Honor the Heroes of the Game, Preserve Its History, Promote Its Values & Celebrate Excellence Everywhere
"There’s only one thing I’ve ever wanted to do. Play pro football. Everyone seems to be made for something, and I’ve always felt that playing football was the thing I was supposed to do. I love the game.”
(Illinois)...6'3'', 245...Richard Marvin Butkus ... Two-time Illinois All-American ... First-round draft pick, 1965 ... Exceptional defensive star with speed, quickness, instinct, strength ... Great leader, tremendous competitor, adept at forcing fumbles ... Had 22 lifetime interceptions, 25 opponents' fumble recoveries ... Serious knee injury ended brilliant career ... All-NFL six years ... In eight straight Pro Bowls ... Born December 9, 1942, in Chicago, Illinois.
Dick Butkus possessed a desire to excel that few have ever equaled. He played as the Chicago Bears' middle linebacker for nine years with only one goal in mind – to be the best, and from the very start, he was just that. In his rookie season, Butkus, a first-round draft choice, had only one challenger for National Football League Rookie of the Year honors, teammate Gale Sayers. That same year Butkus was named first-team All-NFL, an honor he would record five more times. Butkus also played in the Pro Bowl following his rookie season and in each of the next seven years.
He even figured in the career statistical columns with 22 interceptions and 27 opponents' fumble recoveries. Dick had drive, meanness, a consuming desire to pursue, tackle, and manhandle – anything he could do to thwart the enemy on every play. Still he was a clean player, totally devoted to his career, a man who by his own admission played every game as though it were his last one.
Butkus had the speed and agility to make tackles from sideline to sideline and to cover the best tight ends and running backs on pass plays. He had instinct, strength, leadership and, maybe most important of all, anger. “When I went out on the field to warm up, I would manufacture things to make me mad,” he once said. “If someone on the other team was laughing, I'd pretend he was laughing at me or the Bears. It always worked for me." It was inevitable that injuries would eventually come to someone who threw himself so completely into a contact sport such as football. For Butkus, it was a serious right knee injury in 1970 that didn't respond completely to surgery. Three years later, he retired. He was elected to the Pro Football Hall of Fame in 1979, his first year of eligibility.
Butkus never played in a conference or league championship game during his career.
All-NFL: 1965 (AP, NEA, NY), 1967 (UPI, NEA), 1968 (AP, UPI, NEA, PW), 1969 (AP, UPI, NEA, PW, NY), 1970 (AP, PFWA, NEA, PW), 1972 (AP, PFWA, NEA)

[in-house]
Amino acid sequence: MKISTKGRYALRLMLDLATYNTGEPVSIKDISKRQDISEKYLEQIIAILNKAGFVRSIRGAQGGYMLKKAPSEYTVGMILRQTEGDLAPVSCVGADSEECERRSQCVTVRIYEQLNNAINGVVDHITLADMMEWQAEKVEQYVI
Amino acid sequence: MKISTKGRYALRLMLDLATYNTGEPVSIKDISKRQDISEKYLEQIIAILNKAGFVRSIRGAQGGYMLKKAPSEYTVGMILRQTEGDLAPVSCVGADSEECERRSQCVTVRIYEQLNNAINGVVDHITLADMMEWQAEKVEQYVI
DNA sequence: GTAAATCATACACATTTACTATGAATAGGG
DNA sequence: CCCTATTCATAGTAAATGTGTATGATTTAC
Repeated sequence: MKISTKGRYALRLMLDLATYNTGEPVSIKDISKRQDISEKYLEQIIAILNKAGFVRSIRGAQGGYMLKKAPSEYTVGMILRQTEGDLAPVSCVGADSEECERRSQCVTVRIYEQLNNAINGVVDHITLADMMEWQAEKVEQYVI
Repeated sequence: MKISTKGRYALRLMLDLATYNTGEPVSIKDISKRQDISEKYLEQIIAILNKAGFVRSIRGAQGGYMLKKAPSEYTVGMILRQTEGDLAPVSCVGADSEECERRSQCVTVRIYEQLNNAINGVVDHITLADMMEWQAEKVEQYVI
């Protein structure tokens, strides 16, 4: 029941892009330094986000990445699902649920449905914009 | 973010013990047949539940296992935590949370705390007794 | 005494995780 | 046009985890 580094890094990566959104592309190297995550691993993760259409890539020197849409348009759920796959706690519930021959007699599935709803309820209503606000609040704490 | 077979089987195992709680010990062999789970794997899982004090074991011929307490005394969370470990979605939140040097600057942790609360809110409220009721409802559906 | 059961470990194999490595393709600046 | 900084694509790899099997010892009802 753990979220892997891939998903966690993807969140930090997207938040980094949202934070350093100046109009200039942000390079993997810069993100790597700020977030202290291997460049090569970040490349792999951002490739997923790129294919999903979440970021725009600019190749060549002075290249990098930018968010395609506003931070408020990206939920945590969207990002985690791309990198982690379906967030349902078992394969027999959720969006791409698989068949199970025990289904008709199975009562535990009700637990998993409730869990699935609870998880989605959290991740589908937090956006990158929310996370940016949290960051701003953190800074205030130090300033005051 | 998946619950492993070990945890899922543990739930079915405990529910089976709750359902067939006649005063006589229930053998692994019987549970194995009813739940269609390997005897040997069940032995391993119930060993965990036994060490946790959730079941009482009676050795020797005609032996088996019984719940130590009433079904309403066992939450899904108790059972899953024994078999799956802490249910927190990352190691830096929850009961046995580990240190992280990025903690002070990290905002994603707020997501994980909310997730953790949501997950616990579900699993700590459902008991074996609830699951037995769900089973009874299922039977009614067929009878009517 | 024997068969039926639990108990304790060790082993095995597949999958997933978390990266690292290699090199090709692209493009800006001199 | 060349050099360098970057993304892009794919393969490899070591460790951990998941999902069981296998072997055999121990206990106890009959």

All-NFL Second Team: 1965 (UPI), 1966 (AP, UPI, NEA, NY), 1968 (NY), 1971 (PFWA, NEA)
All-Western Conference: 1966 (SN), 1969 (SN)
All-Pro: 1968 (PFWA), 1969 (HOF, PFWA, NEA)
All-NFC: 1970 (AP, UPI, SN PW), 1971 (AP, UPI, PW), 1972 (AP, UPI, SN)
(8) – 1966, 1967, 1968, 1969, 1970, 1971, 1972, 1973
• [1st] Most Opponents Fumbles Recovered, Career – 25
• [Tied for 3rd] Most Total Fumbles Recovered, Season – 7 (1965 - 1 own; 6 opponent)
• [1st] Most Opponents Fumbles Recovered, Career – 25
• [1st] Most Opponents Fumbles Recovered, Season – 6 (1965)
Team Statistical Championships
Interception Titles: 1965
• 1960s All-Decade Team
• 1970s All-Decade Team
• NFL’s 75th Anniversary Team
• All-Time NFL Team (selected in year 2000)
• AFL-NFL 1960-1984 All-Star Team (selected in 1985)
• 1969 NFL Defensive Player of the Year (NEA)
• 1970 NFL Defensive Player of the Year (NEA, PW)
Full Name: Richard Marvin Butkus
Birthdate: December 9, 1942
Birthplace: Chicago, Illinois
High School: Chicago Vocational
Elected to Pro Football Hall of Fame: January 20, 1979
Enshrined into Pro Football Hall of Fame: July 28, 1979
Presenter: Pete Elliott, Butkus’s head coach at Illinois
Other Members of the Class of 1979: Yale Lary, Ron Mix, Johnny Unitas
Pro Career: 9 Seasons, 119 Games
Drafted: 1st round (3rd player overall) in 1965 by Chicago Bears. (Also drafted in 2nd round in 1965 AFL Draft by Denver Broncos).
Uniform Number: #51
Dick Butkus Enshrinement Speech 1979
Presenter: Pete Elliot
I am extremely honored to be the presenter for Dick Butkus. At the same time, I feel very sorry that George Halas who was his coach at the Bears the entire time Dick play there is unable to be here because I know how much it would mean to him. I do have a fine report, however, that he is coming along really well, and we do wish him a very speedy recovery.